The influence of permafrost on global climate
Large amounts of soil carbon deposited in permafrost may be released into the atmosphere due to deeper seasonal thawing under the climatic conditions projected for the future. An increase in the volume of the available organic material together with the higher ground temperatures may lead to enhanced emission of greenhouse gasses.
Projected changes in the volume of the seasonally thawing peat in Russian permafrost regions under the some climatic scenarios show that the largest relative increase of methane emission, by 50% or more, is expected along the Arctic coast, in Central Siberia and Yakutia. Wetlands are sparse here, whereas in West Siberia the projected flux changes are below 20%. Given that most of the wetlands are located in this region, it is unlikely that by the middle of the century the total methane emission from the Russian permafrost will increase by more than 25%-30%.
Picture 1. Projected changes in the soil temperature averaged over the warm period. GFDL climatic scenario for 2050.
Picture 2. Projected changes in the depth of seasonal thawing for peat, in units of m. Calculations were made for soil moisture content 0.8m/m. GFDL climatic scenario for 2050.
Arctic soils contain approximately 455 Gt C, or 14% of the global soil carbon. The Russian Arctic wetlands occupy almost 0.7 million square km in the circumpolar region, contain about 50 Gt C, and due to the relatively high ground water levels favor the production of methane rather than carbon dioxide in the anaerobic carbon-rich soil layer. The most wetlands region is Western Siberia (see picture).
Picture 3. Fraction of land area occupied by wetlands in Russian permafrost region.
Frozen wetlands put a significant contribution to the current annual net source of about 20 Mt resulting from the balance between the much larger global source (about 550 Mt) and sink (about 530 Mt) of methane.
Picture 4. Balance between the global source and sink of methane.
Contributions from regional sources to the global balance of the atmospheric methane. Numbers indicate million tons of CH4 per year. Projected by the mid-21st-century, an increase of the contribution from the Russian frozen wetlands by 6тАУ10 million tons is comparable with the modern net annual atmospheric gain of methane (20 million tons) and is likely to affect the global radiative balance.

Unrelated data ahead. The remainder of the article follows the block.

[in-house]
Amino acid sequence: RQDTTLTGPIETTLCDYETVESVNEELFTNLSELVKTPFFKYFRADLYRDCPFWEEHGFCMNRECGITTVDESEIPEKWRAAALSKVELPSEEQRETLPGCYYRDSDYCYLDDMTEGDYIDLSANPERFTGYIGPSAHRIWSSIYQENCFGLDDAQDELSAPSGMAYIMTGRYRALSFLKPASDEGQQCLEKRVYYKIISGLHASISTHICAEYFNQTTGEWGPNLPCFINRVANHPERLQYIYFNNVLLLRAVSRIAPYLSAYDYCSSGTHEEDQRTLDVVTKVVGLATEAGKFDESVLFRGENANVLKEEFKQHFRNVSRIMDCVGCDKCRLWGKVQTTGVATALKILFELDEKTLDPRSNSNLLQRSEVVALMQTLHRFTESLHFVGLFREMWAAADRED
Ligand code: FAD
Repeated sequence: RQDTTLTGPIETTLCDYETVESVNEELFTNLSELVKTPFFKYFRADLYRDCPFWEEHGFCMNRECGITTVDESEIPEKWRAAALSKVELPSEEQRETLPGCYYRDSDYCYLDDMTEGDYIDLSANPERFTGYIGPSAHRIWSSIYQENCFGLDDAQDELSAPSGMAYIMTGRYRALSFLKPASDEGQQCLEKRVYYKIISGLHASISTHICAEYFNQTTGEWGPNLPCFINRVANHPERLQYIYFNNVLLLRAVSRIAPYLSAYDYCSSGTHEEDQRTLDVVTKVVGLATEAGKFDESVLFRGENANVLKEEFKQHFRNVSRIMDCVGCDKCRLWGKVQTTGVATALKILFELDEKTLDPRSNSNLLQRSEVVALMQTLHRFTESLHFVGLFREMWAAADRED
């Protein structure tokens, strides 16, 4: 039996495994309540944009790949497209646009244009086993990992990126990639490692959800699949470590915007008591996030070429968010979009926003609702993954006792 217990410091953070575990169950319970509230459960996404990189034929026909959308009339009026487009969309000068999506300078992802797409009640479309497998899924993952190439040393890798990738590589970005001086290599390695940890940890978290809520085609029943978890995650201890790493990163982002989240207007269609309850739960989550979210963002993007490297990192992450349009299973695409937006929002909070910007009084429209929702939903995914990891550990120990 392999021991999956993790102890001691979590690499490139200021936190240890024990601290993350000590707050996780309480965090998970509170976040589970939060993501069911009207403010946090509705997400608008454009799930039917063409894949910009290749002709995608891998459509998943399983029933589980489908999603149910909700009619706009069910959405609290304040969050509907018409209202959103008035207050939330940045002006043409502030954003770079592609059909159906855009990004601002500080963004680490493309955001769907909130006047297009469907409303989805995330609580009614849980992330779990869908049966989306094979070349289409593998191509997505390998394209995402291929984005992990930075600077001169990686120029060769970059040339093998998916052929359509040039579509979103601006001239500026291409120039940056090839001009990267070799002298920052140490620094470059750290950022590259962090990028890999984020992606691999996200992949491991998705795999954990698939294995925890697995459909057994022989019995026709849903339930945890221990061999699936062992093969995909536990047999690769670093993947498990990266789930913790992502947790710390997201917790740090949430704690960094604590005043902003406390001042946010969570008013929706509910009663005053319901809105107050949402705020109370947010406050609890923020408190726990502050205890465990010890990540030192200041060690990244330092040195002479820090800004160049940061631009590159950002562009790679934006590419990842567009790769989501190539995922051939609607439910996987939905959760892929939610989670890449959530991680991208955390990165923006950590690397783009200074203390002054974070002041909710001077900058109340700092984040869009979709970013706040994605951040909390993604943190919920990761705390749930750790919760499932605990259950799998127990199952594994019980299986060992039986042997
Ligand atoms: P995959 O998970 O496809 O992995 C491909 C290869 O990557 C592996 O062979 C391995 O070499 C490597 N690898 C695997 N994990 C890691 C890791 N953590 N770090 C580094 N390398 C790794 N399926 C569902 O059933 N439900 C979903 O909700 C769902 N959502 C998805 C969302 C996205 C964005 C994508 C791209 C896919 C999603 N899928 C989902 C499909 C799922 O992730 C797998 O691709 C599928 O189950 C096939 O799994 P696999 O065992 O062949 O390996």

Wetlands ecosystems act as a sink (photosynthetic uptake) and source (release due to soil decomposition) of carbon in the entire Arctic. The carbon turnover in the Arctic is projected to increase under the warmer climate; however, the timing of the processes that determine the status of the Arctic as a net sink or source is different. Increased trace gas emissions due to soil warming is likely to be the short-term response to climate change. In the longer-term warmer climate, more protracted growing periods and northward movement of productive vegetation may increase photosynthetic carbon uptake. The effect that the increase in the rate of soil carbon decomposition in the next few decades may have on the radiative forcing depends on the balance between the amounts of carbon emitted as CO2 and CH4. Methane has more than 20 times stronger greenhouse effect than an equal amount of CO2. A few ecosystems in the Arctic, including wetlands, convert part of carbon that has been photosynthetically captured from the atmosphere as CO2 to methane, which is further released as the product of organic soil decomposition. Because of this, even the areas and ecosystems that have net C-sink status, such as tundra, may enhance the global radiative forcing if a sufficient fraction of carbon is emitted as CH4. Methane in the Arctic soils is produced by bacteria in the anaerobic zone of the active layer (the uppermost layer of permafrost affected by seasonal thawing) underneath the water table. It is then transported to the atmosphere by bubble emission and diffusion through water as well as through the vascular system of plants.
In the case of the sinks being unchanged, this extra emission may shift the current global balance of methane by 50%, ultimately leading to a much faster rise of the atmospheric CH4 concentration and significant enhancement of the radiative forcing.
Increase in biomass and higher ground temperatures provoke the enhancement of greenhouse gases emission. Such emission can be calculated by diffusions-kinetic carbon model.
Picture 5. Diffusion-kinetic carbon model.
Results for the mid-21st century climate indicated up to 50% increase in the emission of methane in the northernmost locations along the Arctic coast, in the discontinuous permafrost zones up to 30% - 50% and a relatively small increase by 10%–15% in West Siberia, where wetlands occupy 50%–80% of the land. The annual emission of methane from Russian permafrost region may increase by 6–8 Mt, i.e. by 20%–30% compared to the current 24–33 Mt.
Picture 6. Projected changes of methane fluxes from the seasonally thawing wetlands in Russian permafrost regions. Climatic scenario for the mid-21st century is based on results from GFDL model. Changes are expressed in percentage from the modern norm.
The question is, what is the potential contribution of the projected enhanced emission of methane to the global radiative forcing due to wetlands thawing in the permafrost regions of Russia.
The average residence time of methane in the atmosphere is 12 years. If other sinks and sources remain unchanged, by the mid-21st century the additional annual 5-10 Mt source due to thawing of permafrost may increase the overall amount of atmospheric methane by approximately 100 Mt, or 0.04 ppm. Given that the sensitivity of the global temperature to 1 ppm of atmospheric methane is approximately 0.3°С/ppm, additional radiative forcing resulting from such an increase may raise the global mean annual air temperature by 0.012°С.